Hot, bulky, too tight or too loose - what starts out as required personal protective equipment (PPE) can become oppressive after four, eight or even 12 hours at work. The temptation for an overheated worker to pull off a glove or hood, roll up sleeves or unzip a coverall for a moment of relief can be irresistible.

Historically, workers wear thermal protective clothing because of mandated safety regulations and requirements. That doesn’t guarantee that employees keep PPE on at all times or even have the right protective clothing suited for a specific task, especially when it comes to occupations that are at greater risk of fire or burns.

Eighty-two percent of workers have observed other workers failing to wear personal protective equipment, according to a study conducted by Kimberly-Clark Professional.1 The key reason given is that it is not comfortable.

Demands for better performance

Industry and workers are now demanding high-performance thermal apparel that is increasingly composed of lighter-weight, higher-strength materials that offer the highest levels of protection and durability while also being comfortable to wear. Advancements in specialty materials technology and engineering are resulting in flame-resistant (FR) clothing that increases worker safety by ensuring that it is comfortable throughout an entire work shift.

Comfort is subjective, distinct and different for each individual. Not only does each person have a unique body type, but each person views comfort differently. Apparel and gloves must be designed to protect while also allowing workers agility to complete specific tasks. If gloves are too thick, a hood limits vision, or a coverall is too hot, employees are going to either partially or completely remove them and become more susceptible to burns and injuries.

The wrong approach

It might seem easier and more cost effective for employers to do the exact opposite, to utilize a “one-size-fits-all” or “general purpose” protective clothing program. There are two downsides to this approach.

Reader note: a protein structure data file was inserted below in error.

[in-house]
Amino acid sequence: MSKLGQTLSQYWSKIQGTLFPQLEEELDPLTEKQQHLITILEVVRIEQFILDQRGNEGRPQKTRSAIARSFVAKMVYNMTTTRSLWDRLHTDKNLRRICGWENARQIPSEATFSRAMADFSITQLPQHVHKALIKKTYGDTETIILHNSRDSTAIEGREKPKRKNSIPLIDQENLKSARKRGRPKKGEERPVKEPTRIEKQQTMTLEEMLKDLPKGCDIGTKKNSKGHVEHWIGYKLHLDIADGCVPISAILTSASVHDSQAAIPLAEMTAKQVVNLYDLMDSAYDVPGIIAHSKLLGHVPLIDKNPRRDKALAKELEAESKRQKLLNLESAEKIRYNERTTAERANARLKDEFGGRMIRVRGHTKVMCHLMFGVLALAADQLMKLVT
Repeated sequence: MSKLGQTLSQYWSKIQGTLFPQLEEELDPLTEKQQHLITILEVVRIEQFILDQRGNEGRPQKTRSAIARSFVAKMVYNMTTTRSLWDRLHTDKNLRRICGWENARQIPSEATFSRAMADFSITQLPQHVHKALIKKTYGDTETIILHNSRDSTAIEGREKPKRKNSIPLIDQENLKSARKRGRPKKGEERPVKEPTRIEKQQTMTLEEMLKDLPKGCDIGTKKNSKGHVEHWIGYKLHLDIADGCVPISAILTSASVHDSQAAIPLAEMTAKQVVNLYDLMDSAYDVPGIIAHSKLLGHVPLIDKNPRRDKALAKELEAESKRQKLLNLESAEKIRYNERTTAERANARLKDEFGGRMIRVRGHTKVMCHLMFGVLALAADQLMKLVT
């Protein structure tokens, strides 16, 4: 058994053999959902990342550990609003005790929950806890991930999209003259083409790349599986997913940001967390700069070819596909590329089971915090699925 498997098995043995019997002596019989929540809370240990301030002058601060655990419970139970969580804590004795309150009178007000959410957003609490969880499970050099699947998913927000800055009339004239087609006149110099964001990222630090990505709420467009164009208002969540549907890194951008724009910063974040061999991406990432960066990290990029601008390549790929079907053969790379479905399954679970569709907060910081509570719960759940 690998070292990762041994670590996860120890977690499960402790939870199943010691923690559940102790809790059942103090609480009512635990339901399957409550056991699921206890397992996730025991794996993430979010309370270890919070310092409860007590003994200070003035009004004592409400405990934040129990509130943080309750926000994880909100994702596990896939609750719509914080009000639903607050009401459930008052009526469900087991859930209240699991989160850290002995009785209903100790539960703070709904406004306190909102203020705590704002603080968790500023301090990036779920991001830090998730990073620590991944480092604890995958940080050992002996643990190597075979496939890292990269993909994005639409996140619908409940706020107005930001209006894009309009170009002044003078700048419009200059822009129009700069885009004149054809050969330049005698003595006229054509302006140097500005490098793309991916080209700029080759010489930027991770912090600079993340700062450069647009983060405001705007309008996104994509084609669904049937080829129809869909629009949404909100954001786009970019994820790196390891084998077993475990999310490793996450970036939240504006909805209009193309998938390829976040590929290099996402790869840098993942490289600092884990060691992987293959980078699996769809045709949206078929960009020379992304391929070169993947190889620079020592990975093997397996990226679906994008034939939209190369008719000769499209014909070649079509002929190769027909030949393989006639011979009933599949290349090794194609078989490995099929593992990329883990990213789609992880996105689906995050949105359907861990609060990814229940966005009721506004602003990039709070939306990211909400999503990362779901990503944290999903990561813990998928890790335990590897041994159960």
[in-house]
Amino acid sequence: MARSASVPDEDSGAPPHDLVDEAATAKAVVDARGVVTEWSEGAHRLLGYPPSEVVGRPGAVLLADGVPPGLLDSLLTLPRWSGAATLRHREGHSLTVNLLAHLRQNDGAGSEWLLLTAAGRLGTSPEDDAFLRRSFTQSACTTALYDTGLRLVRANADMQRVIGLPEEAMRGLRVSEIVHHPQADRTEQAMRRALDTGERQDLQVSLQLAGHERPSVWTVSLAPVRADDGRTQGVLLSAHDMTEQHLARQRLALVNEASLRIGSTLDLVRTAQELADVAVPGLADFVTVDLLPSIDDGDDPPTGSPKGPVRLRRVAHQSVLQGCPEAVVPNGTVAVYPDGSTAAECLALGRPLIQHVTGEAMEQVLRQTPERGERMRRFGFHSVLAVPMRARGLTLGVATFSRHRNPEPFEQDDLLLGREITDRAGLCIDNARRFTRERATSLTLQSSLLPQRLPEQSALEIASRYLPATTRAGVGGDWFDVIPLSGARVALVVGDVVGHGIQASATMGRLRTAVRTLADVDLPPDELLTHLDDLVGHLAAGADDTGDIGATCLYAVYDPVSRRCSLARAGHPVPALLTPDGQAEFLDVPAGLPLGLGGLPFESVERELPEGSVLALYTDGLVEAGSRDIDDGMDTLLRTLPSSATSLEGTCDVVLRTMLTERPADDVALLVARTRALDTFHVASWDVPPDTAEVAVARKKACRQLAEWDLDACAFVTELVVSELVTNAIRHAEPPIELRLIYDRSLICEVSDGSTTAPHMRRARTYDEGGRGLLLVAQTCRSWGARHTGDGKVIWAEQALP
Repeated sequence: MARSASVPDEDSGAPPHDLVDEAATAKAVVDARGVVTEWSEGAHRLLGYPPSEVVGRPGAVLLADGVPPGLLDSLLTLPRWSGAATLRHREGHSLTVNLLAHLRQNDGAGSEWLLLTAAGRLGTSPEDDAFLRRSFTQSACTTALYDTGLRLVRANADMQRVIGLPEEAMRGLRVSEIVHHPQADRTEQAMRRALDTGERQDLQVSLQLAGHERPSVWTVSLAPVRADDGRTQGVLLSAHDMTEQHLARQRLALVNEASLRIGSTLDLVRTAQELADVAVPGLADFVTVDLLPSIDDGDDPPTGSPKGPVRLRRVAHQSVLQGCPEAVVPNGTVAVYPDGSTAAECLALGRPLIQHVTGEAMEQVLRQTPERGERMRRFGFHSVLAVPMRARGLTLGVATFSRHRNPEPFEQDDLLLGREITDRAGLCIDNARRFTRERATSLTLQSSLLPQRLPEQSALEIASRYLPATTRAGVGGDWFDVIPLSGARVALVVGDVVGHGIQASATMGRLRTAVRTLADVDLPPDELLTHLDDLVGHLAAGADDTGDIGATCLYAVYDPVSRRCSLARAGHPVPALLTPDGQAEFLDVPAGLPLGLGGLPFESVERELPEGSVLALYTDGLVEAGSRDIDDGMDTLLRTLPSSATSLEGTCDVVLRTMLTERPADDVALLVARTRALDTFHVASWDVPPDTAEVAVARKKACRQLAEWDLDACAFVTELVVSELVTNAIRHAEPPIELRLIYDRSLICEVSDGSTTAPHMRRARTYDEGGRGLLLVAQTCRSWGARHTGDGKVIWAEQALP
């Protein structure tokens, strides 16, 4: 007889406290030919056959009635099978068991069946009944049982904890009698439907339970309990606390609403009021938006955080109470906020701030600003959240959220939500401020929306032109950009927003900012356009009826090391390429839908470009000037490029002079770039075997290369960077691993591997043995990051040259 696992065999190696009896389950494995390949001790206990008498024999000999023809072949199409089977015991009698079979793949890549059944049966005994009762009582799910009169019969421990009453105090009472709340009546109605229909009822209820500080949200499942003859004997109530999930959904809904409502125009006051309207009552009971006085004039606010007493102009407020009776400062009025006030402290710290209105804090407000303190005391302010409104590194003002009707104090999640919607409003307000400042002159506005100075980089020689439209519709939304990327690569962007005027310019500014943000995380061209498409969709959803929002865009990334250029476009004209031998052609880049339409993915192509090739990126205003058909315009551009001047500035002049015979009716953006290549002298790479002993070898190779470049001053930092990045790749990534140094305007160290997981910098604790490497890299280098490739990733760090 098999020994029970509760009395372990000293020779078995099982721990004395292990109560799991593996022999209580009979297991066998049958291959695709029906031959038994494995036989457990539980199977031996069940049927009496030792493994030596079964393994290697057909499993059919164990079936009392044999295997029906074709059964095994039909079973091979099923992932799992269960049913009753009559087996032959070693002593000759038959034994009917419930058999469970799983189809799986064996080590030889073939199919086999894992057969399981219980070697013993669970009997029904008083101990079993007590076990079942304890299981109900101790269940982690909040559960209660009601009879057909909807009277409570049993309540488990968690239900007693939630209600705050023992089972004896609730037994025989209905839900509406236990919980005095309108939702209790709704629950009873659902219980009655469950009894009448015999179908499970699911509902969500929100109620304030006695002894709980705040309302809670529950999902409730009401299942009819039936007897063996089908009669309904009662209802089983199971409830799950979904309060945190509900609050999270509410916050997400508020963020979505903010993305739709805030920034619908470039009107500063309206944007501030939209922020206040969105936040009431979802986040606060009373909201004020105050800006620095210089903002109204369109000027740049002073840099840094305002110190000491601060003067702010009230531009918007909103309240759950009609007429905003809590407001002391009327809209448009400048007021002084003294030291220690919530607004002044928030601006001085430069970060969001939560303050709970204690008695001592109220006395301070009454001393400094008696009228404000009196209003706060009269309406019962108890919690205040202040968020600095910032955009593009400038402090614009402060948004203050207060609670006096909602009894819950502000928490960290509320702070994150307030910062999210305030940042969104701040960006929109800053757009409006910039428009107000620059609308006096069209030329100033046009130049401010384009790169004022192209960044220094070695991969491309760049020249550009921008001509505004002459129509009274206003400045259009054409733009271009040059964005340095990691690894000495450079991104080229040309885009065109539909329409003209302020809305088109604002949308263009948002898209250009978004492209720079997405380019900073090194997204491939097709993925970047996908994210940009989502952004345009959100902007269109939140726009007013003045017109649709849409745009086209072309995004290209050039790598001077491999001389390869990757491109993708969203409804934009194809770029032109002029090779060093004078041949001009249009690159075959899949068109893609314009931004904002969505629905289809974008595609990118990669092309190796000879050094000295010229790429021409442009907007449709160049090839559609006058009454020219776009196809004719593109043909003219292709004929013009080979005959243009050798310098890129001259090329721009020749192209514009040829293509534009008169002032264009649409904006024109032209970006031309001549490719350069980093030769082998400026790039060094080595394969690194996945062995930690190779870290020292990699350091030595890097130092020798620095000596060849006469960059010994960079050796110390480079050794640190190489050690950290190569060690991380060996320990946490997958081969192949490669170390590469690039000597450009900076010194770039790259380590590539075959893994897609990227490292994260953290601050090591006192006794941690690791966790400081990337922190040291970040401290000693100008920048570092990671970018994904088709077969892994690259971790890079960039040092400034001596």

One, employees not able to select FR clothing that meets their definition of comfort may have higher levels of non-compliance.

A second danger: not prioritizing the threats of different job functions.

For example, it may seem more efficient to put all employees in Category 2 arc-rated clothing whether or not all job functions include an arc hazard for which CAT 2 is designed. It would be logical to assume that CAT 2 garments offer not only better protection against arc hazards, but also heat and flame threats when compared with CAT 1 garments. In many cases the opposite is true. Adapting the fiber content of fabric to optimize arc protection can actually reduce heat and flame protection against short duration flash fires.

Costly fallout

The fallout from these practices can be costly. Fines, loss of productivity, turnover and, as a result, loss of revenue are all potential costs. In fact, according to findings from the Healthcare Cost and Utilization Project, burn injuries account for only one percent of all U.S. injuries and five percent of all workplace injuries, but require almost twice as long initial hospital stays at more than twice the cost of non-burn injuries.2

What to consider